Netherlands created 3.3M jobs in 3 years; Amsterdam youth unemployment halved

A total of 3.3 million new jobs were created in the Netherlands between 2014 and 2017, according to figures Statistics Netherlands released on Wednesday. In Amsterdam, youth unemployment nearly halved over the past our years. Last year 6.2 percent of young people between the ages of 15 to 26 years in Amsterdam were unemployed, compared to 13.3 percent in 2014, the city said in a press statement.

In 2017 the Netherlands counted a total of 11.6 million jobs, the stats office said. 3.3 million of those jobs were newly created since 2014. The new jobs consisted of 1.6 million jobs with a temporary contract, 500 thousand temp work jobs filled by temporary employment agencies, 500 thousand on-call jobs and 379 thousand permanent jobs. 

Compared to 2010, the number of flexible contracts on the Dutch labor market increased considerably, while the share of permanent contracts decreased. In 2017, there were 88 percent flexible jobs and 12 percent permanent jobs, compared to 78 percent and 22 percent in 2010. 

In 2015 the municipality of Amsterdam launched a youth unemployment program with the goal to guide at least 21 thousand young people towards school or work in four years. That objective was amply achieved, the municipality said in a press statement on Wednesday. Since the program was launched, 24,684 young people in the city have been guided to work or school.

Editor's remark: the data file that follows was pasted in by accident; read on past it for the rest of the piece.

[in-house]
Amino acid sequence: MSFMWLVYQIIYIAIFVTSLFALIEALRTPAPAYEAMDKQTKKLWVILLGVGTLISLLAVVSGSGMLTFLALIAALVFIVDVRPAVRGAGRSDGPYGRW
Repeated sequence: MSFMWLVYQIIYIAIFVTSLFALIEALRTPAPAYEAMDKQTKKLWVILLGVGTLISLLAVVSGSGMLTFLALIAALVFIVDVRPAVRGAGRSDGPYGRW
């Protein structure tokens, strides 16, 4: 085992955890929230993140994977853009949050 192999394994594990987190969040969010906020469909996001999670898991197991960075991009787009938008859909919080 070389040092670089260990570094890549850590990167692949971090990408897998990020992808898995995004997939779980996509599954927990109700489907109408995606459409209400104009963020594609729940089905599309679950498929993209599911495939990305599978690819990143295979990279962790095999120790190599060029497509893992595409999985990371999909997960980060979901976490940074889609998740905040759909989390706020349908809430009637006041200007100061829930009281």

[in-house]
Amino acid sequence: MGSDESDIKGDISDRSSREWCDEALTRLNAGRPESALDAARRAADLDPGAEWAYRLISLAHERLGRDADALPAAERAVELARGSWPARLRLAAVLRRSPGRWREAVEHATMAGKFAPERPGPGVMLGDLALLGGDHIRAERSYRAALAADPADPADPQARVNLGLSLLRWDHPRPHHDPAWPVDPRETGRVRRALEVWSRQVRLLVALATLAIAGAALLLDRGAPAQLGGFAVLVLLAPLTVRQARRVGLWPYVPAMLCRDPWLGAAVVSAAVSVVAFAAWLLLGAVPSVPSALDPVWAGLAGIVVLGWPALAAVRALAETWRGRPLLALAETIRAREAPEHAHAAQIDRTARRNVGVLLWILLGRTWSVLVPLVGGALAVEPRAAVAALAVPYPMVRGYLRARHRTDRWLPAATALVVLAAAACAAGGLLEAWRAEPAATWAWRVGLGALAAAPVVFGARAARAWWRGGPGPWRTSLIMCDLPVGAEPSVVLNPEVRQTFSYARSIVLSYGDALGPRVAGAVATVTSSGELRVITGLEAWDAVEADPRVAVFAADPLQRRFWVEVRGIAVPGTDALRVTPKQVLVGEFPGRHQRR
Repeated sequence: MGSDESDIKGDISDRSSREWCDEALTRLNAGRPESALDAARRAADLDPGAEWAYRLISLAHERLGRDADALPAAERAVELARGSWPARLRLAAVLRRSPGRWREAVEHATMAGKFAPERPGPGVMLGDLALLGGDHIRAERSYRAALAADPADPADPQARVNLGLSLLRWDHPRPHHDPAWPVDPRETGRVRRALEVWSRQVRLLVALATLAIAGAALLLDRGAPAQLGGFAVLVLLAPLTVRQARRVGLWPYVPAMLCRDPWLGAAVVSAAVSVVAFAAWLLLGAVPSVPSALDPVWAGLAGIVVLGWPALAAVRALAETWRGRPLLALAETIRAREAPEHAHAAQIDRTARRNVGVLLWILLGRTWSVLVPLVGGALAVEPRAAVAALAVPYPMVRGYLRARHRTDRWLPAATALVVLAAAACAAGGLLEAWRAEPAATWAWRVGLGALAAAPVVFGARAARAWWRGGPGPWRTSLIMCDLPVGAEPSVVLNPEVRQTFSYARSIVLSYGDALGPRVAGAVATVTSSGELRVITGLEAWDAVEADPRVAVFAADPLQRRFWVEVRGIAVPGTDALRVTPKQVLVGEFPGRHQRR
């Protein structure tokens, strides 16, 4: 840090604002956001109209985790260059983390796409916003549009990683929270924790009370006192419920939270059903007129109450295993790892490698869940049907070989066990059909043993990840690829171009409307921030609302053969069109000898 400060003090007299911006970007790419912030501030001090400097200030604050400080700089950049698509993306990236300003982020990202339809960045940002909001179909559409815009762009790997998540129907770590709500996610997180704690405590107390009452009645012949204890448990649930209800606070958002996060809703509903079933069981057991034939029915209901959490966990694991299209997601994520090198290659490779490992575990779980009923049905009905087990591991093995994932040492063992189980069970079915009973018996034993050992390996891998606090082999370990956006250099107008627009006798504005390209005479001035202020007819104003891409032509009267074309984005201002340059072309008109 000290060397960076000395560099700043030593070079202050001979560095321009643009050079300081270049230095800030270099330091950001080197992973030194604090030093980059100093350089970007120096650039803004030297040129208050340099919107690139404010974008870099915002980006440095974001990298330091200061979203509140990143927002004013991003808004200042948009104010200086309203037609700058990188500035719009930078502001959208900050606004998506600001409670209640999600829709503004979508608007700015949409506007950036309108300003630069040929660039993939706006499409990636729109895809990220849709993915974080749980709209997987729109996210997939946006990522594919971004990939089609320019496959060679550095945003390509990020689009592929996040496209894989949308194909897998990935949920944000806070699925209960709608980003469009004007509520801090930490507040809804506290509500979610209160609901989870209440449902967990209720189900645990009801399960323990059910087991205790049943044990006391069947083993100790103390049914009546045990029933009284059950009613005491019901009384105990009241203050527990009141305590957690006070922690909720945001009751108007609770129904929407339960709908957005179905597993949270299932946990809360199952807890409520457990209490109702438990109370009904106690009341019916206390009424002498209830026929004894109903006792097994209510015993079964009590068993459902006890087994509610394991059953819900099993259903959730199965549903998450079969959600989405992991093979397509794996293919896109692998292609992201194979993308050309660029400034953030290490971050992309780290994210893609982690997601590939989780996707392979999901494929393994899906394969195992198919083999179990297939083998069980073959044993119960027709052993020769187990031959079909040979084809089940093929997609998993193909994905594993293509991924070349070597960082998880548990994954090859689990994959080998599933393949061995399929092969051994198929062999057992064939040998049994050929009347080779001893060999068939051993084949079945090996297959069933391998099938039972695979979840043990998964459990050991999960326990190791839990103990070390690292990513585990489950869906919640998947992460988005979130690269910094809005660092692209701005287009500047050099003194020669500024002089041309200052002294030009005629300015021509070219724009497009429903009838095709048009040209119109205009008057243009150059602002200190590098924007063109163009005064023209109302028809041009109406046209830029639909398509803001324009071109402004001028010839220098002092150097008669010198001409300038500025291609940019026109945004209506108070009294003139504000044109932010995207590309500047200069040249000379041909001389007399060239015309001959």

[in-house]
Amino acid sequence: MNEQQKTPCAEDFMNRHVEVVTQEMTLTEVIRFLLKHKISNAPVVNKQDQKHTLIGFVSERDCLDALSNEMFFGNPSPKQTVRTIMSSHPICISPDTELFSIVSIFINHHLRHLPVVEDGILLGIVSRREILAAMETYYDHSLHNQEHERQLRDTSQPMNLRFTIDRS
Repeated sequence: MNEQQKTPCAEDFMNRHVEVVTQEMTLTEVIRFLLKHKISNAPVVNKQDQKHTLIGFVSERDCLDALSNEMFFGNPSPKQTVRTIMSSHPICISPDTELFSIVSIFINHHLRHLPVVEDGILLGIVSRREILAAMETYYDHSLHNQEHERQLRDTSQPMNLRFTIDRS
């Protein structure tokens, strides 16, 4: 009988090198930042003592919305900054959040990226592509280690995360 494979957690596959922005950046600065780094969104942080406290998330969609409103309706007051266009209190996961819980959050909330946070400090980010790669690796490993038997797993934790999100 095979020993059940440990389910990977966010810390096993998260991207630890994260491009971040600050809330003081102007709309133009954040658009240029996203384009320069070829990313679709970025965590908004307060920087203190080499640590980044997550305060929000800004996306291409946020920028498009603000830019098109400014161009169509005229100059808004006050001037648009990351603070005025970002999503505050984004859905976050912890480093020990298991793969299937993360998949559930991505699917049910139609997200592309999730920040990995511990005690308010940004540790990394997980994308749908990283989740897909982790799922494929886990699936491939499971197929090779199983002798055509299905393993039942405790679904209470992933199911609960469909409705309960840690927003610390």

Last year 6,100 young people in Amsterdam were unemployed. That is 6.2 percent of all the young people in the Dutch capital, according to figures by OIS. The biggest decrease in unemployment was seen among unqualified young people, which dropped from 25 percent in 2014 to 11 percent last year, and among young people with a migrant background, 18 percent in 2014 and 10 percent in 2018.

Youth unemployment in Amsterdam is again below the national average of 6.5 percent. Compared to the other three large city, Amsterdam has the second lowest youth unemployment. Utrecht's youth unemployment rate is 6.0 percent. Youth unemployment in Rotterdam and The Hague is a great deal higher at 9.9 percent and 9.0 percent respectively.

"Despite these good results, the job is not yet done", said Rutger Groot Wassink, Amsterdam's alderman for Social Affairs, "Amsterdam still has young people who are vulnerable and who are at a large distance from the labor market. Employment opportunities are good, employers are eager for people and we have young people looking for work. The program has now come to an end, but Amsterdam remains committed to further reduce youth unemployment."

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